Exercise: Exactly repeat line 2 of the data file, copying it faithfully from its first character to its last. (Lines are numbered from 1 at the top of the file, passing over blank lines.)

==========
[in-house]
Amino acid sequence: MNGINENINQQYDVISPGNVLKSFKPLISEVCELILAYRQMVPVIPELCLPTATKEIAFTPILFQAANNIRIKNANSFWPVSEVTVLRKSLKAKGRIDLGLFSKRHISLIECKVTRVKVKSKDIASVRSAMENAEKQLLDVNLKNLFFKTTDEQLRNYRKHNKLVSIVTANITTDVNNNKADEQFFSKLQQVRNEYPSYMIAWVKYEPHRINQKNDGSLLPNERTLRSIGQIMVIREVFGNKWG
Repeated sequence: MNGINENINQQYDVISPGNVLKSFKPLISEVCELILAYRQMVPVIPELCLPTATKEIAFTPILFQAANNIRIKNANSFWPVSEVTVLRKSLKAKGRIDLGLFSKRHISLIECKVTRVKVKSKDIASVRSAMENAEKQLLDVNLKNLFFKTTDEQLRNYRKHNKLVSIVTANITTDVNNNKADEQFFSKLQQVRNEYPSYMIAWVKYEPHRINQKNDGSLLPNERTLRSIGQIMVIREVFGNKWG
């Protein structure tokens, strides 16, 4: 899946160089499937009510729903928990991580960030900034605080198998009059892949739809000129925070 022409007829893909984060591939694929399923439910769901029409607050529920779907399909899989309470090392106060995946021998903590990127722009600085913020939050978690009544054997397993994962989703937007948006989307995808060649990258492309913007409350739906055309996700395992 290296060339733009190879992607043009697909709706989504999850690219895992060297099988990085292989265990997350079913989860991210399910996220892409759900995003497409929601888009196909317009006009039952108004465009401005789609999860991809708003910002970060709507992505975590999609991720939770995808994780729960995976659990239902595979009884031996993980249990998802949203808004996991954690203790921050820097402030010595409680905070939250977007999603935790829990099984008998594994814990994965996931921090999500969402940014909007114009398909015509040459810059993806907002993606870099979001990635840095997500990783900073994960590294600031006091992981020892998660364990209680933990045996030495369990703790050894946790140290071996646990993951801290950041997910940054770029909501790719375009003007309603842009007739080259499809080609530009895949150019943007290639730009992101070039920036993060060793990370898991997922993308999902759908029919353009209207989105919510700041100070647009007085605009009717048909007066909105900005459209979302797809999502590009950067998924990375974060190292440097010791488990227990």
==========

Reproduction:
Amino acid sequence: MNGINENINQQYDVISPGNVLKSFKPLISEVCELILAYRQMVPVIPELCLPTATKEIAFTPILFQAANNIRIKNANSFWPVSEVTVLRKSLKAKGRIDLGLFSKRHISLIECKVTRVKVKSKDIASVRSAMENAEKQLLDVNLKNLFFKTTDEQLRNYRKHNKLVSIVTANITTDVNNNKADEQFFSKLQQVRNEYPSYMIAWVKYEPHRINQKNDGSLLPNERTLRSIGQIMVIREVFGNKWG